Forced displacements have long been a tragic outcome of the war in Colombia, but even though violence has reportedly diminished in recent years, over 200 families in the state of Antioquia remain displaced and refuse to return home because of the ongoing fighting.
Authorities recently traveled to the state to console the almost 600 people who are now staying in humanitarian camps in the village of Puerto Claver. They refuse to return to their territories because of the growing paramilitary violence and the failure of authorities to respond, according to reports by El Espectador Sunday.
“The families are frightened because they do not see any security in the village,” said one of the victims housed in the humanitarian shelter, which was moved from the village of La Primavera, where the first fighting took place.
According to the victims, the visiting authorities – who included the ombudsman, as well as officials from the Public Ministry and the Family Welfare Institute – did little to put the their minds at rest.
The authorities did not give any concrete solutions as to how they would address the violence and security issues in the region, said those who are now living in the humanitarian shelters.
The conditions in the shelters have also been deteriorating, as many are without food, mattresses, water and toiletries, according to local media reports.
“We remain here in the shelter, and since the 5th (of January) they do not give us any news. The fighting has not continued, but the military operation itself is. The food they sent us is already running out, children are getting sick with diarrhea and flu,” said one of the displaced to Caracol Radio.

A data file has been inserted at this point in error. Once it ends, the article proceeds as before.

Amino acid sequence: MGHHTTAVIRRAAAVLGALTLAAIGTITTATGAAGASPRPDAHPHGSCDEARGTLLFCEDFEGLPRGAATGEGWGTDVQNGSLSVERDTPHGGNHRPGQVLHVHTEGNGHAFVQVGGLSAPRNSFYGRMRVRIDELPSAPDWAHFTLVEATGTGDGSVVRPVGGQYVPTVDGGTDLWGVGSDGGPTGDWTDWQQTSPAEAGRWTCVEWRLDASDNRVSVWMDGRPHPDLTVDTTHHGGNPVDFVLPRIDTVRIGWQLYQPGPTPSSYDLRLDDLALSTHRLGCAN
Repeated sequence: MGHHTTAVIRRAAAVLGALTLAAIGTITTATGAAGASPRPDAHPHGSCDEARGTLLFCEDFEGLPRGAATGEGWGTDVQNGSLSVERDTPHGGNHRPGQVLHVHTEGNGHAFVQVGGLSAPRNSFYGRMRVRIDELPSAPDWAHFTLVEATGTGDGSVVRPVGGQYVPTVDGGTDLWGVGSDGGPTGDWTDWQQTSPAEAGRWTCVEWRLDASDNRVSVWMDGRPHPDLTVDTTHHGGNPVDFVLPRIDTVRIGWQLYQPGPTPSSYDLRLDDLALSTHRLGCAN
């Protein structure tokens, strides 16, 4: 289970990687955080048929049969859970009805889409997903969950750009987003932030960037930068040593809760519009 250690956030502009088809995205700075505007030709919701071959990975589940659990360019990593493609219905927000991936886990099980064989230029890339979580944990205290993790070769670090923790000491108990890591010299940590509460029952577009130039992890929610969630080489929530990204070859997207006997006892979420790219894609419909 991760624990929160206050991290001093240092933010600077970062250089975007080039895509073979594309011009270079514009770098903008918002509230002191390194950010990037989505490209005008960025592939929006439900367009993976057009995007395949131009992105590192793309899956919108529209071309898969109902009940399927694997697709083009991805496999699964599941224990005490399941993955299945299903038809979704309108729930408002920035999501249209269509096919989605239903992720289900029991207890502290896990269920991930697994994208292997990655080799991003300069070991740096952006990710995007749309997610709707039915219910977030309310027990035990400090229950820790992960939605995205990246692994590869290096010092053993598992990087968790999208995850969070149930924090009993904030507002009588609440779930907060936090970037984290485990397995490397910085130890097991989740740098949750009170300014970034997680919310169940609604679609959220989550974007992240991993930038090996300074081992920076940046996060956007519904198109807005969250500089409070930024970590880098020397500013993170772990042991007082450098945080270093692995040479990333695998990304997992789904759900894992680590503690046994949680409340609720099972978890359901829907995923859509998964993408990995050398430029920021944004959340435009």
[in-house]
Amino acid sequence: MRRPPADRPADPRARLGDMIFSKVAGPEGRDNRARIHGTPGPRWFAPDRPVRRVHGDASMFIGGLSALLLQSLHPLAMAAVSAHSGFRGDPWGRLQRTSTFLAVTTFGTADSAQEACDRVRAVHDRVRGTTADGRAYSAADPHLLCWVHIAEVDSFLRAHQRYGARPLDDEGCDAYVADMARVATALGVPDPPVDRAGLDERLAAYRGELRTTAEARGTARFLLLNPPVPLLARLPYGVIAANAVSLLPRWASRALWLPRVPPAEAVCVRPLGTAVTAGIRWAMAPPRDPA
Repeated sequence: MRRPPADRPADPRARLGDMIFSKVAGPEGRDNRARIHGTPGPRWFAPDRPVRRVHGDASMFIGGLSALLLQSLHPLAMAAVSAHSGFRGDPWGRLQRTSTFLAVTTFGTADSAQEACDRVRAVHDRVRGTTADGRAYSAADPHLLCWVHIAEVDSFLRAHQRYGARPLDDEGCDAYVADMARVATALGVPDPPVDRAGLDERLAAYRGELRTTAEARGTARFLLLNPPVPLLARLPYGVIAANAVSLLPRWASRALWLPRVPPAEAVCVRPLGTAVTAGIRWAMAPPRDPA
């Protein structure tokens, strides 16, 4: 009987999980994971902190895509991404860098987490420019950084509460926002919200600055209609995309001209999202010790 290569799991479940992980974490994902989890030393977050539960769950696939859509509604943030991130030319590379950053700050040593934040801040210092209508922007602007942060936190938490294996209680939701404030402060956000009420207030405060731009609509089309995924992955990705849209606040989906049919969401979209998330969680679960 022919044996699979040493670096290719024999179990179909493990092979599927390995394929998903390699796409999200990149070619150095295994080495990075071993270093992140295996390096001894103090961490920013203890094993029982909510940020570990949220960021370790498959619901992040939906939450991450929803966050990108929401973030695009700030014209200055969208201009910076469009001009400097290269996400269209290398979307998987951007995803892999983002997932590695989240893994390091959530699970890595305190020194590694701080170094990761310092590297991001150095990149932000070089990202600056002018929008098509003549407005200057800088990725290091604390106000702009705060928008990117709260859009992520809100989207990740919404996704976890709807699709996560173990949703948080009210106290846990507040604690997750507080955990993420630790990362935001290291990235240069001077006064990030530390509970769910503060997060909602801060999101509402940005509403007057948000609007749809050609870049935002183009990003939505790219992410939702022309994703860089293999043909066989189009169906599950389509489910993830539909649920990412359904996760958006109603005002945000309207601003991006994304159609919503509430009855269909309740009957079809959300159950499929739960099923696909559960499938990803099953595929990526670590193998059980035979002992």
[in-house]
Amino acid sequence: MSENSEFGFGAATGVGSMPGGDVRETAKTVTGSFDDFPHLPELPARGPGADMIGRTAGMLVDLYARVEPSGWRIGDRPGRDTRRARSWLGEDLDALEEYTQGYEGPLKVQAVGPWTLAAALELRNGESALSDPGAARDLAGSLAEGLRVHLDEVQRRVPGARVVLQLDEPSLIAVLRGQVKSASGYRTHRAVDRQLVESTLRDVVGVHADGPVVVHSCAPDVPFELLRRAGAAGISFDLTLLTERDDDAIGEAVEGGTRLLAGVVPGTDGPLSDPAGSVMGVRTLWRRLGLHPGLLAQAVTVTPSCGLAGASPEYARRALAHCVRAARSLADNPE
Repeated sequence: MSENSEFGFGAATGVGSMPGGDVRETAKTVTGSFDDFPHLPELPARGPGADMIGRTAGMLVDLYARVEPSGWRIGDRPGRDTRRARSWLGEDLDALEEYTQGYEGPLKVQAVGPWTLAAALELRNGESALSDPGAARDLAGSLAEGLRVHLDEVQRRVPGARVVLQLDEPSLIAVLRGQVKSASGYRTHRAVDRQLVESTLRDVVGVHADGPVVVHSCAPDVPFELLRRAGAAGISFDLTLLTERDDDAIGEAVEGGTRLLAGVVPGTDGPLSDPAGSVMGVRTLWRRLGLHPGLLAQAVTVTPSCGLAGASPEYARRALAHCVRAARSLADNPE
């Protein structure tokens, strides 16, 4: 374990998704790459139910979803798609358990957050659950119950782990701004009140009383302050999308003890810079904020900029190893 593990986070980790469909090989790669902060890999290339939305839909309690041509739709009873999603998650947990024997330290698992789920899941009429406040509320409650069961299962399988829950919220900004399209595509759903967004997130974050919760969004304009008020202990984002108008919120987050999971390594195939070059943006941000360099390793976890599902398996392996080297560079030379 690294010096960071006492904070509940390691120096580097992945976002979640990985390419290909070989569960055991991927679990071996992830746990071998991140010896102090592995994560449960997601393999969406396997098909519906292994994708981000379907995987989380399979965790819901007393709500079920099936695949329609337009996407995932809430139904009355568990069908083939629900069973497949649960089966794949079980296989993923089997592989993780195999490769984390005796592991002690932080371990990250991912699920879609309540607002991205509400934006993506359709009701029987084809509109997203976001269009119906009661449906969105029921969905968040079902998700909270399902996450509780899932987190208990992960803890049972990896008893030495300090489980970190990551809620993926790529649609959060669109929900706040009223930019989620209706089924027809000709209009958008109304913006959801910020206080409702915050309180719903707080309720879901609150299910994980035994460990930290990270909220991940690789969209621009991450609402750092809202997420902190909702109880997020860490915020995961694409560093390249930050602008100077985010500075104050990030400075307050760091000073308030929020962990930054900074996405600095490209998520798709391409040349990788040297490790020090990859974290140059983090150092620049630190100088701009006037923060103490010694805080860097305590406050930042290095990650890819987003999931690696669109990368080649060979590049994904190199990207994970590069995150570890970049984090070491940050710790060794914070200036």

Many of those staying in the shelters have been recently displaced after fighting broke out earlier this month, and say that authorities have not kept them updated on the current situation in their communities.
The families also said that military and police had recently entered the shelter with weapons, causing insecurity amongst the newly displaced residents.
The state of Antioquia is one of the most violent in the country, where former President Alvaro Uribe once served as governor (1995-1997). As governor, Uribe began a controversial program to create armed citizen policing groups, known as the ‘Convivir’ program, which committed various human rights violations. The effect of these groups, which are considered some of the first paramilitary groups, are still being felt in the state today, according to human rights observers.
The Colombian government and the FARC guerrillas have been undergoing peace talks in Havana, Cuba, for the past three years in order to end the over five decades of civil war.
IN DEPTH: Colombia Peace Process Explained
The two sides are closer than ever to signing a final peace deal, expected to take place in March. However, the FARC has repeatedly said that a peace deal cannot be reached unless the government acknowledge the continued existence of paramilitary groups and work towards their disarmament.
WATCH: Colombia: Drug, Paramilitary Allegations Halt General's Promotion